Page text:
If we glance over the whole posterity of Abraham as they are enumerated in 1 Chronicles 1:28-42, we see that it embraces (a) his sons Ishmael and Isaac, and Isaac's sons Israel and Esau (together 4 persons); (b) the sons of Ishmael, or the tribes descended from Ishmael (12 names); (c) the sons and grandsons of Keturah (13 persons or chiefs); (d) the thirteen phylarchs descended from Esau; (e) the seven Seirite phylarchs, and eighteen grandsons and a granddaughter of Seir (26 persons). We have thus in all the names of sixty-eight persons, and to them we must add Keturah, and Timna the concubine of Eliphaz, before we get seventy persons. But these seventy must not by any means be reckoned as seventy tribes, which is the result Bertheau arrives at by means of strange calculations and errors in numbers.

(Note: That the Chronicle gives no countenance to this view appears from Bertheau's calculation of the 70 tribes: from Ishmael, 12; from Keturah, 13; from Isaac, 2; from Esau, 5 sons and 7 grandchildren of Eliphaz (Timna, 1 Chronicles 1:36, being included in the number), and 4 grandsons by Reuel - 16 in all; from Seir 7 sons, and from these 20 other descendants, 27 in all, which makes the sum of 70. But the biblical text mentions only 19 other descendants of Seir, so that only 26 persons came from Seir, and the sum is therefore 12 + 13 + 2 + 16 + 26 equals 69. But we must also object to other points in Bertheau's reckoning: (1) the arbitrary change of Timna into a grandchild of Esau; (2) the arbitrary reckoning of Esau and Israel ( equals Jacob) without Ishmael. Was Esau, apart from his sons, the originator of a people? Had the author of the Chronicle cherished the purpose attributed to him by Bertheau, of bringing the lists of names handed down by tradition to the round or significant number 70, he would certainly in 1 Chronicles 1:33 not have omitted the three peoples descended from Dedan (Genesis 25:3), as he might by these names have completed the number 70 without further trouble.)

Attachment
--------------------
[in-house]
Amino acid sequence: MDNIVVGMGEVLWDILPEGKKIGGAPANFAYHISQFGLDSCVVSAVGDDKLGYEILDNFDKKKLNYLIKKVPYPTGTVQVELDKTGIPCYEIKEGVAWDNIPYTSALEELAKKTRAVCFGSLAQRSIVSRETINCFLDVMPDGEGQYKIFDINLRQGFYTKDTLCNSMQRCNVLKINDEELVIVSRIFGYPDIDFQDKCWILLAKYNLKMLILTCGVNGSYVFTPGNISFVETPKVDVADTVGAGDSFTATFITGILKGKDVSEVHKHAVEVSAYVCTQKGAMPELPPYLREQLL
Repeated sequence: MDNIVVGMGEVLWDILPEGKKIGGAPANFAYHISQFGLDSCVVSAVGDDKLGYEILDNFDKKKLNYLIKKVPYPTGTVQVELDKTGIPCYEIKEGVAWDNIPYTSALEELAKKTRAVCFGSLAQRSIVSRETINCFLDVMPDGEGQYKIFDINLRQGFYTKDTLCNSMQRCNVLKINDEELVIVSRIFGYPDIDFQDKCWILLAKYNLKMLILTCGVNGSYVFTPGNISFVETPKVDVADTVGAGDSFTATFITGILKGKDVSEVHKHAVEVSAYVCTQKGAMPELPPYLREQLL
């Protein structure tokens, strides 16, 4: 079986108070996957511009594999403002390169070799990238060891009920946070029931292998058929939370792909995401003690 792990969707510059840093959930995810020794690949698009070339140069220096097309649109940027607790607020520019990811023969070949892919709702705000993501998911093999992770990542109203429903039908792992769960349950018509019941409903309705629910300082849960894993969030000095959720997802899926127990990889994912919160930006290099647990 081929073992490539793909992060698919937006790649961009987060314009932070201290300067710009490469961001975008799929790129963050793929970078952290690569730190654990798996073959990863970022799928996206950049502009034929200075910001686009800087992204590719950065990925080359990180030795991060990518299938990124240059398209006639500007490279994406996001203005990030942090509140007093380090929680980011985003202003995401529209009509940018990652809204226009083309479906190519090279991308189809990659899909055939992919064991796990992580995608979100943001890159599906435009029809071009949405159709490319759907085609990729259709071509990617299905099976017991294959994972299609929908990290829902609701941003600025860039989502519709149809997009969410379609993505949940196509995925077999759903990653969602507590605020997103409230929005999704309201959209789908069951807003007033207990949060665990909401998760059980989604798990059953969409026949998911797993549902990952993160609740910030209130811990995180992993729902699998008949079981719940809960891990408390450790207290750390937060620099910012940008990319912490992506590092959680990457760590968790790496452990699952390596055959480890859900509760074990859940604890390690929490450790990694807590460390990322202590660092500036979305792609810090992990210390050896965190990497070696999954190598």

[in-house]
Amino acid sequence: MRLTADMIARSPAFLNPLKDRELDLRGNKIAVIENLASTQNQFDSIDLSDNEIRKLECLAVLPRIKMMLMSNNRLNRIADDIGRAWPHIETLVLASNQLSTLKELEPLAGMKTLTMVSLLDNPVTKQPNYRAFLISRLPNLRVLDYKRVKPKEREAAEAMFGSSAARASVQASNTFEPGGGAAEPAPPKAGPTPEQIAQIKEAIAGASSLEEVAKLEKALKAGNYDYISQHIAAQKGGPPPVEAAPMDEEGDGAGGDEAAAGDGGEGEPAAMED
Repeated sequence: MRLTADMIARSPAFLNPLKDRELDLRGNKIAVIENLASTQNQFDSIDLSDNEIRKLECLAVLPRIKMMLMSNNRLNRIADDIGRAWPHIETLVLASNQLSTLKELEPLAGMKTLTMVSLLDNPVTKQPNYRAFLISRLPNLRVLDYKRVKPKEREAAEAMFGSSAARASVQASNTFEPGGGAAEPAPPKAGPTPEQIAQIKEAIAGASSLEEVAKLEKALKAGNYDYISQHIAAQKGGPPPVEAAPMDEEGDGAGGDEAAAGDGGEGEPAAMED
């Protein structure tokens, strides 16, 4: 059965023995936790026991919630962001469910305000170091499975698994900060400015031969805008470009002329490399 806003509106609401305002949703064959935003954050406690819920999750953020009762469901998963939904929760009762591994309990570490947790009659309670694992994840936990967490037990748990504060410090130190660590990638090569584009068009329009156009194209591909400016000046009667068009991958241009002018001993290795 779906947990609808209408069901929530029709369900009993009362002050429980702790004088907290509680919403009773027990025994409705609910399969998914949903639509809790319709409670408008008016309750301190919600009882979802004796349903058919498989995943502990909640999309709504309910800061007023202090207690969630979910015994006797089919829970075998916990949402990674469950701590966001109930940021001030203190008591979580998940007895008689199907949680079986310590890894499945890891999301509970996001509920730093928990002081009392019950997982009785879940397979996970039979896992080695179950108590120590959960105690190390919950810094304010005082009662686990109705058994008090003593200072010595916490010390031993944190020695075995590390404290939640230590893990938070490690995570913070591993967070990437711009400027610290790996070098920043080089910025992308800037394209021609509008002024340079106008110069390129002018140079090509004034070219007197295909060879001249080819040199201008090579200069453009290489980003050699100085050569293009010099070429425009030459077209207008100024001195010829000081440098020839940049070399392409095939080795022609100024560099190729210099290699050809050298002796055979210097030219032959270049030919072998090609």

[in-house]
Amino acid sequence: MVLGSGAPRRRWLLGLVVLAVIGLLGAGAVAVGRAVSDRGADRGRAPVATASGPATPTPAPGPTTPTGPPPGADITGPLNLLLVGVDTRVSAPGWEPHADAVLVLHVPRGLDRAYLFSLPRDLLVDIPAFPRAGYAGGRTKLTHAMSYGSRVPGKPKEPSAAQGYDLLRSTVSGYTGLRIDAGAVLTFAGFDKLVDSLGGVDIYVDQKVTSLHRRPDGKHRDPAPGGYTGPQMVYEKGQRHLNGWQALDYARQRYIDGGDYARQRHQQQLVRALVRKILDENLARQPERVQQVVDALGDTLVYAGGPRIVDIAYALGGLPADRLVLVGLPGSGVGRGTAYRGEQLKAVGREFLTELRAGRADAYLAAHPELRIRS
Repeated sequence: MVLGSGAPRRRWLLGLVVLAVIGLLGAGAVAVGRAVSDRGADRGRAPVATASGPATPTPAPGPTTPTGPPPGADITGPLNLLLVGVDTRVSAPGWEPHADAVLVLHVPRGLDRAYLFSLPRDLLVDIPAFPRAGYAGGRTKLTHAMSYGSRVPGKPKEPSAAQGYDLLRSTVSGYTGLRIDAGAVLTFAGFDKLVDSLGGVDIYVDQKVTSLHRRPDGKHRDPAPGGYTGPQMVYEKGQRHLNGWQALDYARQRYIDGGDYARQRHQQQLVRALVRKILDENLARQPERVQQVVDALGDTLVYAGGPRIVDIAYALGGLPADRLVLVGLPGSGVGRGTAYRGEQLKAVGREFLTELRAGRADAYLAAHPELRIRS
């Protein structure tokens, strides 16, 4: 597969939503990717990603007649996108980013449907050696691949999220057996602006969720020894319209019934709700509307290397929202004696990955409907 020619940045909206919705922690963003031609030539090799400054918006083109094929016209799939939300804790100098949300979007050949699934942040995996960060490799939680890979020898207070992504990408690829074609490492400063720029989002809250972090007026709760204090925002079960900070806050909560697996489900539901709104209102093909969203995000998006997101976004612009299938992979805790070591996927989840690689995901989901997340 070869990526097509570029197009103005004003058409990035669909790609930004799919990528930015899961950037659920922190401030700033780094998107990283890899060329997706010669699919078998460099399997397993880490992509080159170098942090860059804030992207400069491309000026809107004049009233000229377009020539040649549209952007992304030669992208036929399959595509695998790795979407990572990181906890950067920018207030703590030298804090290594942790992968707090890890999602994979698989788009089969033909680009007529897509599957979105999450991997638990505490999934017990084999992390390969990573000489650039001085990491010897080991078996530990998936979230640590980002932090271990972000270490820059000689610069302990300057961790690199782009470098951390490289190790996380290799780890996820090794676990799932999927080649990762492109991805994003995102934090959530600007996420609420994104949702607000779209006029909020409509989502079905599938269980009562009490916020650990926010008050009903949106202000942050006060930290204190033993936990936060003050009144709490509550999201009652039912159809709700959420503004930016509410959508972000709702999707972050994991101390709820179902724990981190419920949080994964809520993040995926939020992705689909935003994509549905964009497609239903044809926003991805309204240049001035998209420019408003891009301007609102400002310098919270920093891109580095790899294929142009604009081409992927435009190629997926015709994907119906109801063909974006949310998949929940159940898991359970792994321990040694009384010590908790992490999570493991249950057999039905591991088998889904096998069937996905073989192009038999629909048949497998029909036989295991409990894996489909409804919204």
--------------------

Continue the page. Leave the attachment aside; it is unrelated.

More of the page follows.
Upon this conclusion he founds his hypothesis, that as the three branches of the family of Noah are divided into seventy peoples (which, as we have seen before is not the case), so also the three branches of the family of Abraham are divided into seventy tribes; and in this again he finds a remarkable indication "that even in the time of the chronicler, men sought by means of numbers to bring order and consistency into the lists of names handed down by tradition from the ancient times."